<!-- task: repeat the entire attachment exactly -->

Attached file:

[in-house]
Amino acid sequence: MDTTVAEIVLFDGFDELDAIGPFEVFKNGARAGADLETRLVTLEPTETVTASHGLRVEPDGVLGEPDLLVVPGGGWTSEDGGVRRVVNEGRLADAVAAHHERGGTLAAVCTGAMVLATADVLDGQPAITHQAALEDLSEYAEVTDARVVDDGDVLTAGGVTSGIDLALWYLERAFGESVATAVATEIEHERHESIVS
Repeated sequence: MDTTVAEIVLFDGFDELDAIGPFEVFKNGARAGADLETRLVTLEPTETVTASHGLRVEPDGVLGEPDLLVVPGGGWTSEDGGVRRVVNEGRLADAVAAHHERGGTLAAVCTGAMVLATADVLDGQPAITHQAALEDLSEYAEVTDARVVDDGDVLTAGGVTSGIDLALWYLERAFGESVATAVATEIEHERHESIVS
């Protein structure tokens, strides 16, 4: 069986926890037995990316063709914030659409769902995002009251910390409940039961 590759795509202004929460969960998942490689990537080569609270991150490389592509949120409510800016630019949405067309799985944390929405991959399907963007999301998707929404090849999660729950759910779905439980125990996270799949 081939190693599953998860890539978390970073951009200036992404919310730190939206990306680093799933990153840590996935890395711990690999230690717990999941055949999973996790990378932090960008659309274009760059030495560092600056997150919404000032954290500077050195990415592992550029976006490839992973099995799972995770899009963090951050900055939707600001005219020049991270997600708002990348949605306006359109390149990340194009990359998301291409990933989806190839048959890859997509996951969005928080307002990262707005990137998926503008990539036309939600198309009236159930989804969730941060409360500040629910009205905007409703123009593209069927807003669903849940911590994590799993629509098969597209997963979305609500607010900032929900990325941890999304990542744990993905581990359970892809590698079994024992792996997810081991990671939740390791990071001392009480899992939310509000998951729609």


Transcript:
[in-house]
Amino acid sequence: MDTTVAEIVLFDGFDELDAIGPFEVFKNGARAGADLETRLVTLEPTETVTASHGLRVEPDGVLGEPDLLVVPGGGWTSEDGGVRRVVNEGRLADAVAAHHERGGTLAAVCTGAMVLATADVLDGQPAITHQAALEDLSEYAEVTDARVVDDGDVLTAGGVTSGIDLALWYLERAFGESVATAVATEIEHERHESIVS
Repeated sequence: MDTTVAEIVLFDGFDELDAIGPFEVFKNGARAGADLETRLVTLEPTETVTASHGLRVEPDGVLGEPDLLVVPGGGWTSEDGGVRRVVNEGRLADAVAAHHERGGTLAAVCTGAMVLATADVLDGQPAITHQAALEDLSEYAEVTDARVVDDGDVLTAGGVTSGIDLALWYLERAFGESVATAVATEIEHERHESIVS
């Protein structure tokens, strides 16, 4: 069986926890037995990316063709914030659409769902995002009251910390409940039961 590759795509202004929460969960998942490689990537080569609270991150490389592509949120409510800016630019949405067309799985944390929405991959399907963007999301998707929404090849999660729950759910779905439980125990996270799949 081939190693599953998860890539978390970073951009200036992404919310730190939206990306680093799933990153840590996935890395711990690999230690717990999941055949999973996790990378932090960008659309274009760059030495560092600056997150919404000032954290500077050195990415592992550029976006490839992973099995799972995770899009963090951050900055939707600001005219020049991270997600708002990348949605306006359109390149990340194009990359998301291409990933989806190839048959890859997509996951969005928080307002990262707005990137998926503008990539036309939600198309009236159930989804969730941060409360500040629910009205905007409703123009593209069927807003669903849940911590994590799993629509098969597209997963979305609500607010900032929900990325941890999304990542744990993905581990359970892809590698079994024992792996997810081991990671939740390791990071001392009480899992939310509000998951729609």